While an illustrative embodiment of the invention is shown in the drawings and will be described in detail herein, the invention is susceptible of embodiment in many different forms and it should be understood that the present disclosure is to be considered as an exemplification of the principles of the invention and is not intended to limit the invention to the embodiment illustrated. Throughout the specifications, values and type designations Will be given for certain of the components in order to disclose a complete, operative embodiment of the invention. However, it should be understood that such values and type designations are merely representative and are not critical unless specifically so stated. The scope of the invention will be pointed out in the appended claims.

In FIG. 1, a battery 10 powers an electrical circuit, as a radio receiver 11. The battery condition indicator consists of an oscillator 12 which converts the low amplitude (as 9 volts) battery voltage into AC oscillations having a high voltage value (as 120 volts RMS). The oscillations are rectified by a diode 13 and are coupled to an RC charging network, consisting of a series connected variable resistor 15, a 10 kilohm resistor 16, and a 0.05 microfarad capacitor 17.

A gas discharge device 20, in the form of a neon-glow lamp, type NE-2, is coupled directly across capacitor 17. When the voltage across capacitor 17 reaches the DC ignition potential of the gas discharge device, which is approximately volts for a NE2, the device is ignited, producing light output and also greatly reducing the internal impedance of the discharge device, thereby dissipating the charge across capacitor 17. As the charge is quickly dissipated, the voltage across discharge device 20 is no longer sufficient to maintain ignition, and the light output is extinguished. At the same time, the internal impedance rises to a high value, allowing capacitor 17 to recharge the ignition potential, causing another momentary light flash and discharge of the capacitor.

Gas discharge device 20 generates a flashing or blinking light output at a rate which is directlya function of the amplitude of the rectified voltage at diode 13, which in turn is a direct function of the amplitude of the voltage from oscillator 12. The oscillator includes NPN transistor 22 and a step-up transformer 23'. The base of transistor 22 is coupled to a voltage divider network, consisting of a 10 kilohm resistor 25 and a 2.2 kilohm resistor 26 connected in series across battery 10. Resistor 26 is bypassed by a 1.0 microfarad capacitor 27.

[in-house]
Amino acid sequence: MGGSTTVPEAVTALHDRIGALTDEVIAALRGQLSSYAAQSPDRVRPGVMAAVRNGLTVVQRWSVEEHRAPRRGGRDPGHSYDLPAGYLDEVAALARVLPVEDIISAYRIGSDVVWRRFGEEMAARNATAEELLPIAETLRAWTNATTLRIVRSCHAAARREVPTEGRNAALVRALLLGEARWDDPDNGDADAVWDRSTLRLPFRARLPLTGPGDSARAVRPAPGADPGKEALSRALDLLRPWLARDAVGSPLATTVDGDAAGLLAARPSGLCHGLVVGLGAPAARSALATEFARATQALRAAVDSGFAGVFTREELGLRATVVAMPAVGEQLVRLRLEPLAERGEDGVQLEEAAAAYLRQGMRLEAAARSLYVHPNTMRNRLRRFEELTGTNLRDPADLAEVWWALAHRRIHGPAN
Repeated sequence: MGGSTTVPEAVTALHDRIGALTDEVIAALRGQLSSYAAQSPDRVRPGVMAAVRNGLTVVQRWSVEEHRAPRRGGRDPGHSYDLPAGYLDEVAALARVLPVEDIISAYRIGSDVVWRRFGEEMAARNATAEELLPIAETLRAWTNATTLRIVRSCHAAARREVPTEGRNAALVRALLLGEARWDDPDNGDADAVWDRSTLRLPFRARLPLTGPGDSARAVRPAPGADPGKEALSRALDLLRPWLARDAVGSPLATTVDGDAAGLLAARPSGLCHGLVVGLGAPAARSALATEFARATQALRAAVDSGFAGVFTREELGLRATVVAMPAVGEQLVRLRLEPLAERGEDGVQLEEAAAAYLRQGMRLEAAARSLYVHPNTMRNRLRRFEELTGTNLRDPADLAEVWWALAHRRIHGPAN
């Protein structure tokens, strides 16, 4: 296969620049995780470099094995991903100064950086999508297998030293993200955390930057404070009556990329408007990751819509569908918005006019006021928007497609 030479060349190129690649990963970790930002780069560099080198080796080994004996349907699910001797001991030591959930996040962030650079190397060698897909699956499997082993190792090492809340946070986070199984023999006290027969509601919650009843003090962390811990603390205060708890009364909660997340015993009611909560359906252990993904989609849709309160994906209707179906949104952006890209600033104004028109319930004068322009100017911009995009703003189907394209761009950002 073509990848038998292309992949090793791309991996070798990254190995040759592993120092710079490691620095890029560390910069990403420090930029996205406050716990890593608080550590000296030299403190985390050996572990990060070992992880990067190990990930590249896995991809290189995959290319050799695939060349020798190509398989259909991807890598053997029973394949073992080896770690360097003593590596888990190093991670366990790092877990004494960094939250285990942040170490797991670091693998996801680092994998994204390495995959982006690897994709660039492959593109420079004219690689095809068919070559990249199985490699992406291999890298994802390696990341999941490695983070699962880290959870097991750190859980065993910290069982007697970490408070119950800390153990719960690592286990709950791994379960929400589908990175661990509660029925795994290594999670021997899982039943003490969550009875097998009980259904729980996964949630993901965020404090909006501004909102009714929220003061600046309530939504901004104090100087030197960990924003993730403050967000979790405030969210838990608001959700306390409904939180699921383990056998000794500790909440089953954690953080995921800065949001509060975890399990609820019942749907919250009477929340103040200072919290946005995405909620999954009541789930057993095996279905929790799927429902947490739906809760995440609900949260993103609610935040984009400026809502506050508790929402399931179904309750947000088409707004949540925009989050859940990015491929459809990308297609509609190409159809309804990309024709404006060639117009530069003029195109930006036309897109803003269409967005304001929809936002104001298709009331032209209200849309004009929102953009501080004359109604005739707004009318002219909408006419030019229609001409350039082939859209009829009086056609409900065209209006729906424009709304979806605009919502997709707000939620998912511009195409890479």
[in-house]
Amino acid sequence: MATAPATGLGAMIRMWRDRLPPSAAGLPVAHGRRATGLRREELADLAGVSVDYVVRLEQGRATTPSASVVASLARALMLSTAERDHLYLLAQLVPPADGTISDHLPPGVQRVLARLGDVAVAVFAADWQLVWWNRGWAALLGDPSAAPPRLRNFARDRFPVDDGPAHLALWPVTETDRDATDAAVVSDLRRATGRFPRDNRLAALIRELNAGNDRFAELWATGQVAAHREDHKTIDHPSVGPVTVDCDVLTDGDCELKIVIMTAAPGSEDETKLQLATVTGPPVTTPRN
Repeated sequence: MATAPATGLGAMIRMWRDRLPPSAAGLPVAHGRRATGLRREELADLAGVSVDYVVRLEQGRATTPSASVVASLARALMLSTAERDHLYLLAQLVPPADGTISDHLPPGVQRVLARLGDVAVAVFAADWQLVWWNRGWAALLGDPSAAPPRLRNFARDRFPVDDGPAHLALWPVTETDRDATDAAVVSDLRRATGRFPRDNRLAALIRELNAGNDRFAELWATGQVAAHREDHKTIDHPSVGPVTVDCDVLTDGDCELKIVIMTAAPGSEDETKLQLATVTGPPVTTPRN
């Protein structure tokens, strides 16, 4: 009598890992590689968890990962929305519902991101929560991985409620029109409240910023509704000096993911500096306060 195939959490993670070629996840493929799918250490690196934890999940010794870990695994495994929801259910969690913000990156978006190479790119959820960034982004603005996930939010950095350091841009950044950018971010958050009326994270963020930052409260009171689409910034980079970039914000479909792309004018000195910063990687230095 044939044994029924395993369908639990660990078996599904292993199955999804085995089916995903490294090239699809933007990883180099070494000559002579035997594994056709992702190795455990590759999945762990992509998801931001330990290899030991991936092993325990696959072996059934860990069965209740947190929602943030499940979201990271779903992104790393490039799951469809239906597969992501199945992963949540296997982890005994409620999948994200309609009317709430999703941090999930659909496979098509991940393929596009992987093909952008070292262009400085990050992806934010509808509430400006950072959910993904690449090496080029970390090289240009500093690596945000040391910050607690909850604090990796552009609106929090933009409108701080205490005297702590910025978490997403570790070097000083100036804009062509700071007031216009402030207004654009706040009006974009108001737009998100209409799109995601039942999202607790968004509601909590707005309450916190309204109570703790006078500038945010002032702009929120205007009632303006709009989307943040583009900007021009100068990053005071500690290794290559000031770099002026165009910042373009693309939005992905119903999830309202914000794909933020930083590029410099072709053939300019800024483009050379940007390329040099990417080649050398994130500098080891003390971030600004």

Step-up transformer 23, which forms the feedback element for the oscillator, has a pair of primary windings 28 and 29, and a secondary winding 30 with a high turns ratio. Winding 28 is connected between the collector of transistor 22 and the positive output from battery 10 and is bypassed by a 0.1 microfarad capacitor 32. Winding 29, in series with a 47 ohm resistor 33, connects the emitter of transistor 22 to the negative terminal of battery 10. Secondary winding 30 is directly connected through rectifier diode 13 with the RC charging network formed by the series connection of resistors 15 and 16 and capacitor 17.

The step-up ratio of transformer 23 is chosen to provide AC oscillation across winding 30 which has an amplitude, as volts RMS, which is in excess of the ignition voltage E of the gas discharge device 20, as

seenin 16.- 2. It should benoted that the DC battery voltage, as 9 volts, would be insufficient to charge the capacitor to the ignition voltage. The natural frequency of the high voltage oscillations is chosen to be as low as possible, in order to minimize RF interference with other electrical equipment, especially when battery 10 is powering a radio receiver. For a radio receiver .11 tuning the standard AM broadcast band, from 540 to 1640 kilocycles, a natural frequency of oscillations of approximately 2 kilocycles is satisfactory.

In operation, diode 13 rectifies the AC oscillations across winding to produce a unidirectional voltage which charges capacitor 17 toward the ignition potential of the neon lamp. Upon ignition, the capacitor is discharged through the neon lamp, producing a light flash. The amplitude of AC oscillations across winding 30 is in direct proportion to the amplitude of DC voltage from battery 10. As the battery voltage drops the unidirectional voltage impressed across the RC network similiarly drops, thereby decreasing the rate at which the capacitor 17 is charged.